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Thank you to those who wrote, texted or messaged in support of my last column. Clearly many also feel strongly about the growing anthropomorphism of horses. Yes, our horses are among our best friends, but that doesn’t mean we should treat them the same way as we do our human companions.

It was however not without a sense of irony that I penned the last column. On the one hand, we have a new and growing welfare problem with molly-coddled and over-fed horses, while on the other the old problem of neglected and starving horses continues to grow. Many of these horses are young — foals even — seemingly ownerless, and are often literally dumped. Others, as mentioned on the Horse & Hound letter pages (17 December), are at the end of their lives, thrown out to die.

The sort-of good news is that last year the RSPCA prosecuted the highest number of people for horse offences for decades. The not-so-good news is that this year it has received more calls than ever from a worried public, and is rescuing abandoned and neglected horses every week.

Running out of room

Perhaps the fact that the UK has the second-largest population of horses in the EU, at an estimated 800,000 (figure from World Horse Welfare), has something to do with it. France, a country over twice the size of the UK and four times the size of England, has the largest.

What I find even more interesting is that Germany, a country one-and-half times the size of the UK, has just 480,000 horses (according to the Equestrian Sports and Breeding in Germany, or FN). Each year German sport horse breeders produce around 30,000 foals from 60,000 broodmares and 3,500 stallions, meaning that around one-fifth of the German equine population is involved in breeding sport horses.

Although it is currently impossible to assess the equivalent numbers bred here each year, a realistic estimate would be somewhere around 5,000. You can do the maths.

The truth is our small island has way too many horses, of which many are of little use and are causing a plethora of welfare problems for “other people” to deal with.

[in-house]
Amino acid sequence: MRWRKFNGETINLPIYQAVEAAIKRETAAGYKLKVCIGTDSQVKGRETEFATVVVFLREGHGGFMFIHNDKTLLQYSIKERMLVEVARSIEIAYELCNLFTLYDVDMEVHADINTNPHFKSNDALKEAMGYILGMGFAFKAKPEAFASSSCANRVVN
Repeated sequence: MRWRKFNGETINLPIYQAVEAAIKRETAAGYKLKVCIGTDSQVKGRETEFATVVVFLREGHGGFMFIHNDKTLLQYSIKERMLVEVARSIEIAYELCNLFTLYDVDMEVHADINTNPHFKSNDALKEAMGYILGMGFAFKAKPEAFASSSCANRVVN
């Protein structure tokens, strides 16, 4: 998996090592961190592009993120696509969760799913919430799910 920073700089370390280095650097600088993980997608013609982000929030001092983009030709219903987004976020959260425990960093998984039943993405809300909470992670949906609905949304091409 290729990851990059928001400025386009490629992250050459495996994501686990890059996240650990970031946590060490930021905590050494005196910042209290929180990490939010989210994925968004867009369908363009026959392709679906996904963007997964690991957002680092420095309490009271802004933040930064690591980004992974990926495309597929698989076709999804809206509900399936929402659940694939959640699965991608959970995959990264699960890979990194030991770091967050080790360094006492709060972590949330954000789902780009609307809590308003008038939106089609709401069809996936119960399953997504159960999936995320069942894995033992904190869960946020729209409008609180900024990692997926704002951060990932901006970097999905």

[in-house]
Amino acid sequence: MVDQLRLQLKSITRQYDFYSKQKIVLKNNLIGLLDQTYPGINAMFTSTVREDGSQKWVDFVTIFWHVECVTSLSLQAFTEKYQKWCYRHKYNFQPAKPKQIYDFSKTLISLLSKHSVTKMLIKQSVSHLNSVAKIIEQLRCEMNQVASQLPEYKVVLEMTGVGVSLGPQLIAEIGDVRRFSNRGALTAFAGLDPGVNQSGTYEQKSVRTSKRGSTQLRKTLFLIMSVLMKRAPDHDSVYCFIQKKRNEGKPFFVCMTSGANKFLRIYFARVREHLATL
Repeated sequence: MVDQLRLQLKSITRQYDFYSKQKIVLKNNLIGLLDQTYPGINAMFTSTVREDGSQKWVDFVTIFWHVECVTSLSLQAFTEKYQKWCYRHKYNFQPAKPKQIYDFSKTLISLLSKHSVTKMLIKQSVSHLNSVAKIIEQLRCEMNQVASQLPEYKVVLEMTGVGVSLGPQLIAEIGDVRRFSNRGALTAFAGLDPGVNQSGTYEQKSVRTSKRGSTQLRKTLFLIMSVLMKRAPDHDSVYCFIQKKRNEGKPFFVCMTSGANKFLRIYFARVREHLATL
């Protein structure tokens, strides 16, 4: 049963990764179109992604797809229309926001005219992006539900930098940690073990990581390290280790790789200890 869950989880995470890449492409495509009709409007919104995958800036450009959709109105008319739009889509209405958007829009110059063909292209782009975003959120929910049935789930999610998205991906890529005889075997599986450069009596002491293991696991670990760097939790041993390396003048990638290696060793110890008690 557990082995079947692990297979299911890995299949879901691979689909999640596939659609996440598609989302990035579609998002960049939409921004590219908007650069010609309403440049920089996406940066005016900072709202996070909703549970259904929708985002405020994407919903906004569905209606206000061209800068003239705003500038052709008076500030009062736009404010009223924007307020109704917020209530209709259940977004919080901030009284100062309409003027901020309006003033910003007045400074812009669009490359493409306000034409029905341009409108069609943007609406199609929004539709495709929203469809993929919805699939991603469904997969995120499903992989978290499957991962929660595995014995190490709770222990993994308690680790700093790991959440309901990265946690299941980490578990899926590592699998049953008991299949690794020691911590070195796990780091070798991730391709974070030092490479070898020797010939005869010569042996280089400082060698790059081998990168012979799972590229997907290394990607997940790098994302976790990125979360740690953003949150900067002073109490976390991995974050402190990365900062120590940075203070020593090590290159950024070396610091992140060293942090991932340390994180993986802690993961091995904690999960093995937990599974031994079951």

What should we do about this huge problem? First, we must financially support the charities that do endless and often heartbreaking work in rescuing and looking after the neglected and abandoned. But we have to tackle the root cause — namely, over-breeding the wrong sort of horses — and to this end please support the British Horse Society castration clinic campaign. It is a start.

Breed more

Putting two and two together, what we need is more of the right sort of horses — competition horses that will stay sound, as well as sane riding horses for the less ambitious. What we also need, however, is far fewer of the wrong sorts of horses. We have the right ingredients to breed good horses and many breeders are using them to good effect, but we need to ensure that all breeders — irrespective of what they are breeding — breed horses that are correct, wanted, have a purpose and are saleable at a sensible price (not a giveaway).

I know that those reading this are responsible breeders; but we all know those who are not. It is up to the experienced and knowledgeable to help and educate. That is not easy, as everyone has the “perfect” horse to breed from and these days it takes a brave person to try and “help” another. It is much easier to take the path of least resistance.

Breeders, we need you more than ever.

H&H 31 Dec 15